Monday, November 28, 2022

Port City Small Bites: Tea, spirits, pops

Boballie Tea will open on the riverwalk Nov. 1. (Port City Daily/Shea Carver)

SOUTHEASTERN N.C. — Lots of movement happens around the Port City when it comes to restaurants, food trucks, bars and bottle shops, not to mention organizational and nonprofit foodie events and festivals. While Port City Daily already covers most of this news, “Small Bites” offers another way for readers to stay in the know. 

READ MORE: Catch up on other food news

PCSB unveils newsworthy tidbits, whether it’s smaller shifts and changes to local menus, or expansions of existing establishments, temporary closures and renovations, added hours or grand openings, pop-up events and, of course, openings and closings.

Tea, please

The Wilmington riverfront will have its fair share of tea shops opening soon. Two new boba tea operations will launch on opposite ends of downtown.

At 212 S. Water St. in unit 1-I, Boballie Bubble Tea will open by Nov. 1, according to owners Joseph and Diana Crosland. The Croslands moved their family, including three daughters, east from Las Vegas in March 2021. All share a love of the Taiwenese drink.

“One of our favorite things to do after work was take our daughter for boba tea,” Joseph said. “It was quick, it got us out of the house for a while, but most of all we all just really enjoyed spending the time together.”

Upon relocating and realizing at the time only one boba tea shop existed in the area, the Croslands decided to enter the food and beverage industry for the first time.

“My background is in construction management, but I have spent the last 14 years as an entrepreneur building a number of construction-related businesses,” Joseph said, who also purchased a cabinetry company in Wilmington.

His wife Diana, with corporate training and adult education experience, spent almost two decades in online retail. Joseph said she didn’t want to continue corporate work upon uprooting to Wilmington.

“There were many pros to opening a boba shop downtown, the biggest of course being a place where we could also spend time together as a family,” Joseph said. “But it is also a way for us, as transplants, to try and integrate into the community with something fun to offer.” 

They signed the lease of what was formerly a jewelry shop, located on the Riverwalk beside Wilmington Water Tours, and began upfitting the space into a tea shop. It has four seats inside and 12 outside overlooking the Cape Fear Memorial Bridge. Boballie will serve 12 flavors of boba tea, five flavored teas, five fresh milk drinks and eight ice blended drinks.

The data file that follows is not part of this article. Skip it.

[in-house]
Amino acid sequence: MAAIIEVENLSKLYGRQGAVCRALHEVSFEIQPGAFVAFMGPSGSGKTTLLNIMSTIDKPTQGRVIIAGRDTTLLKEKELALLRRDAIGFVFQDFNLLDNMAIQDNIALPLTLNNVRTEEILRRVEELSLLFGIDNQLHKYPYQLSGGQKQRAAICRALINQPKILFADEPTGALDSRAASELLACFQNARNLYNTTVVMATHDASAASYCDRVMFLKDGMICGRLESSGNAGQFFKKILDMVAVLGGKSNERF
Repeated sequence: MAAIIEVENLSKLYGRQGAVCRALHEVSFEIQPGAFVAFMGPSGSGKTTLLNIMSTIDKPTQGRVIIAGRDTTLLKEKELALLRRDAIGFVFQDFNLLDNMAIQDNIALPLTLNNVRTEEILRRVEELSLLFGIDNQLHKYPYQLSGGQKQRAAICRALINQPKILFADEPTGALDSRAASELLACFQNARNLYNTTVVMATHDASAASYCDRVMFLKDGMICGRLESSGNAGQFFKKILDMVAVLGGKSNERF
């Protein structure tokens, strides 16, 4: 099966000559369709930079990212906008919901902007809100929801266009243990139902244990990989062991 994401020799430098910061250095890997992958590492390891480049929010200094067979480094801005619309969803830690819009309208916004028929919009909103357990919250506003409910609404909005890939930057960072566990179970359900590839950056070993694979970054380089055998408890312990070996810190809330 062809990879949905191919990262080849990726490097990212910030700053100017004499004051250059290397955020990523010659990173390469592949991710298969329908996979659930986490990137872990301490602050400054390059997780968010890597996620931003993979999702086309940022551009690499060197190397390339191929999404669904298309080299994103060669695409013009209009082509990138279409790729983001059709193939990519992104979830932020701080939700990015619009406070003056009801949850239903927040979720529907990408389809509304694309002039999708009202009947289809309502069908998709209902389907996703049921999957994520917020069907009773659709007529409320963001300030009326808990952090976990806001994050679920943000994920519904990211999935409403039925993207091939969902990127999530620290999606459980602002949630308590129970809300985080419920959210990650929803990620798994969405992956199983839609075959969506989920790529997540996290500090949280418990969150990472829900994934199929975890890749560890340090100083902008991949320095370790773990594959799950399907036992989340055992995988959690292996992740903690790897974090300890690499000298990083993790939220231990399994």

Flavors run the gamut from lavender to caramel, pina colada to pineapple, to lychee, apple and pear or cucumber, lemongrass and lemon flavored teas. Customers can customize drinks with almost 20 toppings, including boba pearls in tapioca, crystal and mango flavors, as well as jellies including passion fruit, coconut and coffee. 

Boballie Tea Company will operate seven days a week from 10 a.m. to 8 p.m. 

“We hope to set ourselves apart from the competition by being the friendliest boba tea shop in town,” Joseph said. “We put a lot of thought into our menu with an emphasis on high quality ingredients, but our customer service is where we really want to stand out in the community.”  

On the northern end of downtown at 251 N. Front Street, TAP Tea Bar is opening its third location. It has been operating in Wilmington since 2017 and expanded into the Pointe at Barclay just last year. 

TAP Tea has a variety of specialty flavors, including strawberry shortcake and blueberry muffin, Fruity Pebbles and samoa cookie. It also offers a build-your-own, where customers choose a base (milk tea, frost tea, slush tea or refresher), the kind of tea (black, green, jasmine), and add flavors, toppings and poppers. Scoops of ice cream and “tiger sugar drizzle” can also be added to specialize the sippers.

According to county documents, Urban Building Corp and D.S. Engineering are helping with renovations of the former Dr. Arnold Sobol’s optometrist office. The tea shop will be located next to Old Books on Front Street and Waffle House, only two blocks away from Cape Fear Community College.

TAP Tea opens seven days a week, 10 a.m. to 9 p.m. 

13 Bar and Lounge has opened at 141 N. Front St. (Port City Daily/Shea Carver)

Cheers, 13

A new bar has flipped on the open sign in downtown Wilmington in the former spot of Dior’s. Thirteen Bar and Lounge made its debut along Front Street, next to Cape Fear Spirits and Beer, this week. Owners Nina Orenstein and Tristen Langley have been renovating the space, primarily painting and positioning plush velvet couches and chairs to create a lounge atmosphere.

The three-story bar was “structurally sound,” Orenstein said, and didn’t require heavy refabbing.

“We’re aiming for a place that people can just have fun in,” she said.

The first two floors are open at the moment, with the goal for the third to host dance parties down the line. A DJ will be brought in from 10 p.m. to 2 a.m. Thursdays through Saturdays and the ladies are considering hosting live music.

Orenstein has been a service industry lifer since her youth in New York,but this is her first bar. She grew up in a bed and breakfast her mother operated and by 15 began working in cafes.